It is now a little over two hundred while the unfortunate red race were exactly years since this continent was first peopled the reverse. by the white races. At the time of its From the body of Puritan settlers, espediscovery, and for a considerable period cially those who dabbled in literature, these afterward, it was inhabited by numerous last were mostly musty and combative tribes of Indians, differing from each other theologians, and mercantile voyagers, they in language and manners, but alike in their had nothing to hope. The only way by various seatures of mind. To the whites, which they could be at all benefited was who were fresh from the worn-out formulas by the utter sacrifice of all their previous of Europe, their radical state of nature, habits of life, their nationality in fact, and both as regards good and evil, the strange- that of all others was the most repugnant ness and grandness of some parts of their to them. Hence the prejudiced and unmythology, and above all the mystery reliable manner in which they are mentionwhich enshrouded them, a mystery which ed by most of our early writers, and the they themselves were incapable of un- scarcity of anything truly genuine and raveling, were a source of wonder and really worth preserving concerning them; curiosity. But, as if anticipating the now the little which has been preserved being settled indifference of the American char-confined more to outward facts, such as acter, the wonder and curiosity were soon their tribal geography and battles, than to over; and instead of speculating and that which distinguished them from the theorizing on the origin of the aborigines, whites, and made them what they were. comparing the accounts of the various And this, by the way, has been the case tribes, and collecting and preserving the with nearly all the inhabitants of America , most authentic memorials of their past, the essential has been overlooked, while our good forefathers had an eye to busi- the non-essential has been carefully preness, and considered how they might use served. The fanaticism of the early their copper-skinned neighbors to advant- Spanish monks destroyed the symbolical age, in a moral and monetary point of view. picture-writing, the historical hieroglyphs One portion of the community were for of ancient Mexico, while the ignorance converting them to Christianity; another and cupidity of the soldiers leveled its for converting them to merchandise. monuments and works of art. Glowing The godly preached to them, the ungodly as is “ Prescott's History," we know next overreached them. The spirit of our to nothing of Mexico, while Marmontel's Puritan ancestry, that fiery intolerance novel, “ The Incas,” is the most popular, and bigotry which led them to persecute if not the most reliable picture of the old Anabaptists, Quakers, and other schis- Peruvians. How, indeed, could it well matics, not to mention the ducking and be otherwise, when so many years have hanging of sundry persons of both sexes, passed since their extinction, and those was fatal to the peace and permanency of who were the cause of their extinction the mass of the Indian tribes. They were were so indifferent to their history? When not looked upon as men—were merely history neglects a nation, they are certain “ bloody savages,” “ heathen dogs," “ wor to be taken up by fiction. shipers of stocks and stones,” whom it There is no lack of books, such as they was quite safe, if not meritorious even, to are, about the Indians, and those of a recent kill for any reasonable provocation. With- date. Ever since we have begun to write, out doubt the Indians themselves were our critics have been insane for an Ameri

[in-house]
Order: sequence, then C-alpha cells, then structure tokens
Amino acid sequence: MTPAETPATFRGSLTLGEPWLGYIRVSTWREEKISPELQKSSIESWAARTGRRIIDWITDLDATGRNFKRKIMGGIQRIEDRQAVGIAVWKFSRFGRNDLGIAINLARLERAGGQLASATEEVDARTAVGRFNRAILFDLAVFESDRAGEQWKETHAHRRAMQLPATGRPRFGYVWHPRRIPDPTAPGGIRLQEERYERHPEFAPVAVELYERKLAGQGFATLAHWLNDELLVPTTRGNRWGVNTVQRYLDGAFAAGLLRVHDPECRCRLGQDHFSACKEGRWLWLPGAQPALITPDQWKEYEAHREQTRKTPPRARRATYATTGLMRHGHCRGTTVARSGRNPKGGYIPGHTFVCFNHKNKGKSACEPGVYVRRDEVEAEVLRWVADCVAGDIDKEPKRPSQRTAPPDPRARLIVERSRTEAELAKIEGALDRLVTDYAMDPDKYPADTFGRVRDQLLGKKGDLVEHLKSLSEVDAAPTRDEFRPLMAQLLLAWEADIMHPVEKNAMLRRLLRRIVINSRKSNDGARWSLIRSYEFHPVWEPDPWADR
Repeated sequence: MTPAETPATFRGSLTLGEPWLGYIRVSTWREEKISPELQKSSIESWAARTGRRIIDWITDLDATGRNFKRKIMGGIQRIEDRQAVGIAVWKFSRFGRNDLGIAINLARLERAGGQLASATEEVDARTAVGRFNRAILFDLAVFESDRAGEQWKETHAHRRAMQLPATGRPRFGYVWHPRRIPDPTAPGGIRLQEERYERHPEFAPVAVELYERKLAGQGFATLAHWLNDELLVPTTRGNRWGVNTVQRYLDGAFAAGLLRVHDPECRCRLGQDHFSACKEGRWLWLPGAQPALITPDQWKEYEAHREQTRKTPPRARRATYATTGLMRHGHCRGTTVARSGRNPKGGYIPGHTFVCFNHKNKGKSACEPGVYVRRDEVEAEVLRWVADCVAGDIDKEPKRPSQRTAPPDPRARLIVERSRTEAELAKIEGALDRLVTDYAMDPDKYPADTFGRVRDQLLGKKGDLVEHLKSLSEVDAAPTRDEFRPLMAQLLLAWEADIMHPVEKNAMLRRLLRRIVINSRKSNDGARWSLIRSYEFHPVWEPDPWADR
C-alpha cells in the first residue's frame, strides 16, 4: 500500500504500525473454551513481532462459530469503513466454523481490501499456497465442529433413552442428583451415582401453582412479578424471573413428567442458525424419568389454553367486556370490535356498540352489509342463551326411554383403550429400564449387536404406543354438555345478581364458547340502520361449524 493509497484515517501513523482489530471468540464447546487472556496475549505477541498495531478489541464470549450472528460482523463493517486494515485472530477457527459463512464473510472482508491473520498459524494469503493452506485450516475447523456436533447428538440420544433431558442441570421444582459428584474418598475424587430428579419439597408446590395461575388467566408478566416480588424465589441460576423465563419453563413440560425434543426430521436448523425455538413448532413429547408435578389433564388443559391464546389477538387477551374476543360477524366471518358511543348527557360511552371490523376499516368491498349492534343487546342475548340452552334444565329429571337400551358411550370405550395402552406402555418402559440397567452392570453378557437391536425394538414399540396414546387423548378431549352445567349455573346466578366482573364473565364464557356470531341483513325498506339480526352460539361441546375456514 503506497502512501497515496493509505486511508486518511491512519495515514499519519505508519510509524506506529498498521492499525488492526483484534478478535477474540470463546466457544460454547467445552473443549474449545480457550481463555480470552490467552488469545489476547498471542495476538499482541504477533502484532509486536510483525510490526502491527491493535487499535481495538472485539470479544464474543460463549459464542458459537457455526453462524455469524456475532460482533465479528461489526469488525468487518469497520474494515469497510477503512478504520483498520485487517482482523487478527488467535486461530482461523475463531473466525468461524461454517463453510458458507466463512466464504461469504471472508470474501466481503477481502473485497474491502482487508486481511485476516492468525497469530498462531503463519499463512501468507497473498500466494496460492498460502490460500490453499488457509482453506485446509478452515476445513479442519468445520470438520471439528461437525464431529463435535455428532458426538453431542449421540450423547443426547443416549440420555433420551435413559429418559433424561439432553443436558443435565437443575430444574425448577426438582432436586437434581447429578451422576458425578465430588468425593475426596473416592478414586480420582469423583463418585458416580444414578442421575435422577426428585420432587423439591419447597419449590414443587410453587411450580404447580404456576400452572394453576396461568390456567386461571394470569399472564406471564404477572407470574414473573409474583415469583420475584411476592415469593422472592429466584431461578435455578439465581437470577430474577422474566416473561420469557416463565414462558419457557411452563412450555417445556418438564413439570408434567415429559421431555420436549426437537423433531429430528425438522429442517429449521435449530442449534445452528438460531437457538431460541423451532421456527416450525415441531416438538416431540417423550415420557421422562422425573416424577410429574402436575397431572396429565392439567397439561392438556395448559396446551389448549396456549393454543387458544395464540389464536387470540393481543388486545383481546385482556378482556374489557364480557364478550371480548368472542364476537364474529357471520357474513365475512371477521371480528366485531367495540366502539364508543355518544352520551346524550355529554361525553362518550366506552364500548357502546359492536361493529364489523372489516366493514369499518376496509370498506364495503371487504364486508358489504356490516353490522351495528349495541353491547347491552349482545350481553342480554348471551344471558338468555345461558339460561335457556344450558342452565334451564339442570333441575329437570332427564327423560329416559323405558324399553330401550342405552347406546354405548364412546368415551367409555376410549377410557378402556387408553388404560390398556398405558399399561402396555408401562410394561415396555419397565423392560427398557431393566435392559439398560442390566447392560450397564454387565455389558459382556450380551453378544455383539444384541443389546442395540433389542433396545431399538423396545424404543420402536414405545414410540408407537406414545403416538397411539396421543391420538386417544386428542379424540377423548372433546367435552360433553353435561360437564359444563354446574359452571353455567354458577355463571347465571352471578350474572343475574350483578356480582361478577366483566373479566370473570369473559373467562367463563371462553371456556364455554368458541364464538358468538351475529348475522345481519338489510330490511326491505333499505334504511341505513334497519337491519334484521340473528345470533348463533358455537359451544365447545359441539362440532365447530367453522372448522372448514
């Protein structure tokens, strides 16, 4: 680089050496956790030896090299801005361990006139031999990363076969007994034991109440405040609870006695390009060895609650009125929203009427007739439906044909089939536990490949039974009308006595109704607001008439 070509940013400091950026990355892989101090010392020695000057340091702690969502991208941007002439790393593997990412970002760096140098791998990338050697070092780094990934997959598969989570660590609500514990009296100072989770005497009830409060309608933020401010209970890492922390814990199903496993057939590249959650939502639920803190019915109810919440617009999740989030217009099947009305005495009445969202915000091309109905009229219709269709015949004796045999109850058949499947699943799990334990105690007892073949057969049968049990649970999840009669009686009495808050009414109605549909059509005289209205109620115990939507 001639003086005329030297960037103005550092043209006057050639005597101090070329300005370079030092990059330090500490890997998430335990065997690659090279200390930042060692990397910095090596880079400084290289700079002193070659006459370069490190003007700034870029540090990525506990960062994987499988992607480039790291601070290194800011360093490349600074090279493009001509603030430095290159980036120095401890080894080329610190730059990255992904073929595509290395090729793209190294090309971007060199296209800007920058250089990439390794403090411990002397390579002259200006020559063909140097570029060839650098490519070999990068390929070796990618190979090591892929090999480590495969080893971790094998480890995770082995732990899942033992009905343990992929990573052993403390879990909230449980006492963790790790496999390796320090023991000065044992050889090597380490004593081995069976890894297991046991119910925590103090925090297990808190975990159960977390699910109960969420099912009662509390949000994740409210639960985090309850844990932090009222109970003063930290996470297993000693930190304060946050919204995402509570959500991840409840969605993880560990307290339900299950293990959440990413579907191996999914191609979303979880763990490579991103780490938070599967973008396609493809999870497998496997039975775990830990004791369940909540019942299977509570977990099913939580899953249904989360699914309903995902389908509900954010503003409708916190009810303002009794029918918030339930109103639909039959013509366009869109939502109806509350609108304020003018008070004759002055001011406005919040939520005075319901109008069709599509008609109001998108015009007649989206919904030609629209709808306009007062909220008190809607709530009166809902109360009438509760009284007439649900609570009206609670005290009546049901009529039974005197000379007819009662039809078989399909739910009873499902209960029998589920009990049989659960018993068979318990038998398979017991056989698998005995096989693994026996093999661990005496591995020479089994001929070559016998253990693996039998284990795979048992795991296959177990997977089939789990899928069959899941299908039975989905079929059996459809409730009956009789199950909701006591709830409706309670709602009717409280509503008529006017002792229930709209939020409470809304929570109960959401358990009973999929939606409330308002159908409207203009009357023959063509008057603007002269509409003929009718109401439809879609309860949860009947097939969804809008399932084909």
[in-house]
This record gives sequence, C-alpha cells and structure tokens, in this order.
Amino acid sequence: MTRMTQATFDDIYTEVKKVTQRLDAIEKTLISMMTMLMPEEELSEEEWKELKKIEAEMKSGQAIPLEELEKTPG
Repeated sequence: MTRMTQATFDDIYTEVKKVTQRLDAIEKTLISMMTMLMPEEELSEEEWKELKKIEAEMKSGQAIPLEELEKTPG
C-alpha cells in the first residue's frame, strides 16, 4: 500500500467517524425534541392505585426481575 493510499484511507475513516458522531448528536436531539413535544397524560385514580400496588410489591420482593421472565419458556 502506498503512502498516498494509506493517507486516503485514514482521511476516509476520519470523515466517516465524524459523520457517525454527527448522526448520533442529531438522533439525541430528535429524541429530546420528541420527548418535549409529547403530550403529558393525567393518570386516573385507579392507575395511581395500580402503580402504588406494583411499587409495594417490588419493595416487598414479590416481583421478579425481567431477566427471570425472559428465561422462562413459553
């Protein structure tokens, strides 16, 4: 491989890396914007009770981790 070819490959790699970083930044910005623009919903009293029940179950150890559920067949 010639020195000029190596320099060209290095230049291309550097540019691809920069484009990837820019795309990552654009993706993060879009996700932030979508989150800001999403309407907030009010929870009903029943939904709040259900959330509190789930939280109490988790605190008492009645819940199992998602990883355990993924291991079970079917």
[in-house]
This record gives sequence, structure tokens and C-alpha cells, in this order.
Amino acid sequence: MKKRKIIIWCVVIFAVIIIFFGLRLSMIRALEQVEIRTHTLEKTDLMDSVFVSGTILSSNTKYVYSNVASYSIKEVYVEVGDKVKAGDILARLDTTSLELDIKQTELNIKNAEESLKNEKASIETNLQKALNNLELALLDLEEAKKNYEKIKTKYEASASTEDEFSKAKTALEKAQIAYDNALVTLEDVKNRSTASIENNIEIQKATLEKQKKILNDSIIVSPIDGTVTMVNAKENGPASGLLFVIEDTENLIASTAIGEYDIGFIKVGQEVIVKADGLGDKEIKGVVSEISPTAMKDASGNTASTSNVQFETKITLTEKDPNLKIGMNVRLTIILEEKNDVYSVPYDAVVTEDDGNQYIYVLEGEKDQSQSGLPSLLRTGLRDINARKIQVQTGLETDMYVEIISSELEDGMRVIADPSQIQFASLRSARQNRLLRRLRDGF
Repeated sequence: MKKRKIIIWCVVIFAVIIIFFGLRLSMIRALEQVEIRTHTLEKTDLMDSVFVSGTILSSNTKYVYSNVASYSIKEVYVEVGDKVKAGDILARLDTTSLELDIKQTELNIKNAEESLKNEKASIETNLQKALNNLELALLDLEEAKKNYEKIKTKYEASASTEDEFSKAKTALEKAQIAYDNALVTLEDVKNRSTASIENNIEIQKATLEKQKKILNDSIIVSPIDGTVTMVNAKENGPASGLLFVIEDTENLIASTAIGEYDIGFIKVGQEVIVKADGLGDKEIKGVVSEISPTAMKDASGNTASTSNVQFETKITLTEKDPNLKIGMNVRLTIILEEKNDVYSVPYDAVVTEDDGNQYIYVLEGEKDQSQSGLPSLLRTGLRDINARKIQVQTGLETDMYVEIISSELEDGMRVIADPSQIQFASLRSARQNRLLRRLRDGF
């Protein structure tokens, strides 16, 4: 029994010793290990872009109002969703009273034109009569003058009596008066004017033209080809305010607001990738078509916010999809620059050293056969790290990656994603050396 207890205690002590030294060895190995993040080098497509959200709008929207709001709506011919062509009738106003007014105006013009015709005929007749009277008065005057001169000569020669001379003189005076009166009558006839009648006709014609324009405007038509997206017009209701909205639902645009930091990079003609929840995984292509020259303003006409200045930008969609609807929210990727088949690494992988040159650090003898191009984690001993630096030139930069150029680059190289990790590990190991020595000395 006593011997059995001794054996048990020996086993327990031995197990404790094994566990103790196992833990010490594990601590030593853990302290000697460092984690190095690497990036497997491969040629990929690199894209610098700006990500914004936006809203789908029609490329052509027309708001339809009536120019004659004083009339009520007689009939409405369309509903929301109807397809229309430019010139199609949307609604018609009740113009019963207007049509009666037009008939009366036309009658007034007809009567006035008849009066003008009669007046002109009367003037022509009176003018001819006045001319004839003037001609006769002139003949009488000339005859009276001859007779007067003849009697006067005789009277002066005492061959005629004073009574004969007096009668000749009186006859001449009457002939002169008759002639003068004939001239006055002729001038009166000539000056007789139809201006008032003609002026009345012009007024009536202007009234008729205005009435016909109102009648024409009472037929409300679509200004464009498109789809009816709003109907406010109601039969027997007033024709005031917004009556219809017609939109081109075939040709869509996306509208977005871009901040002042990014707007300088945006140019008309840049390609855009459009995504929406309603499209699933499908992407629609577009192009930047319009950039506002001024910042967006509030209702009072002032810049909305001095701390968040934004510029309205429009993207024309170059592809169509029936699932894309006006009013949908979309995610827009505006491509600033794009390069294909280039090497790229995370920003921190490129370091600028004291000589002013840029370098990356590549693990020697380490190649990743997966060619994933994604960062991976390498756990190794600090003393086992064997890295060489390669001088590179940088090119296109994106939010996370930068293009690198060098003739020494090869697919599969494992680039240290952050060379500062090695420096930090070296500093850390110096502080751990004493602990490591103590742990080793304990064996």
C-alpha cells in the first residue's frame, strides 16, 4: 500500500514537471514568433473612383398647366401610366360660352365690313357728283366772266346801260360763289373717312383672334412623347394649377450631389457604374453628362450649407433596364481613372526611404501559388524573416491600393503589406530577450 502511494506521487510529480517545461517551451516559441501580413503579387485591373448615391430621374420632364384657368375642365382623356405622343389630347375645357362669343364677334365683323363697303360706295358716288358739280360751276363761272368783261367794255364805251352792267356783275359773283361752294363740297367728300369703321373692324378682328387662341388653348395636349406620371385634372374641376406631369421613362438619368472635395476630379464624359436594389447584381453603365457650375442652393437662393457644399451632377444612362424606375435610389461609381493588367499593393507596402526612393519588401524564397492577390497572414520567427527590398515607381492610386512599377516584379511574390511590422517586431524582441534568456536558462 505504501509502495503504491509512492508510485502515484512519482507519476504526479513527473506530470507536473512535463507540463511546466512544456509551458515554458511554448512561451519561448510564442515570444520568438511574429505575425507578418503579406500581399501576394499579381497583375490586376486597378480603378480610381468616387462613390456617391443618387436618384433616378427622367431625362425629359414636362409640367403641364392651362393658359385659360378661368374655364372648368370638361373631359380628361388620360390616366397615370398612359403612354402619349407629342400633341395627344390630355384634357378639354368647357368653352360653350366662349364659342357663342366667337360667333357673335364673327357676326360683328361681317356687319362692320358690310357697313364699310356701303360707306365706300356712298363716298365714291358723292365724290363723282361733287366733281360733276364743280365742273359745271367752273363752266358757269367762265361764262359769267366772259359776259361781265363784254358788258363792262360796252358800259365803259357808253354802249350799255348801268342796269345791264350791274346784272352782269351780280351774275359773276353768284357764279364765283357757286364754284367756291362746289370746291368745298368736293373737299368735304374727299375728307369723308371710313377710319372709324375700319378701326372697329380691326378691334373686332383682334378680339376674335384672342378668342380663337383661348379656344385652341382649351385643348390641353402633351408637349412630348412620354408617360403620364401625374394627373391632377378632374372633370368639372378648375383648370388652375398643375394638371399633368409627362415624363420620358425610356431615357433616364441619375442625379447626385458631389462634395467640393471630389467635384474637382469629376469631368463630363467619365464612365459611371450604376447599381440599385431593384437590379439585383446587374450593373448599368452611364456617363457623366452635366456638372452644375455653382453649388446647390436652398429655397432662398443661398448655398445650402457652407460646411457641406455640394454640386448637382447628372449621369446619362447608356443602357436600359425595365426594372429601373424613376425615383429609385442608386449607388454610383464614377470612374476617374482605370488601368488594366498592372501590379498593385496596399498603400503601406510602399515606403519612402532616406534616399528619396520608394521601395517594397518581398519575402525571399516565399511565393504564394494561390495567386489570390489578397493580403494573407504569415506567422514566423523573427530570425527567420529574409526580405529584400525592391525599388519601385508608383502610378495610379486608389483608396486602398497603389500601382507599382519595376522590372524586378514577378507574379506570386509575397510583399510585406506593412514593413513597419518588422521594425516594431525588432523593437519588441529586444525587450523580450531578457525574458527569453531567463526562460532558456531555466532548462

can literature, and most of our authors have And dark-eyed maids do braid their hair been just as insane to oblige them, to do

With starry shells, and buds, and leaves; which they found it necessary to “ do” a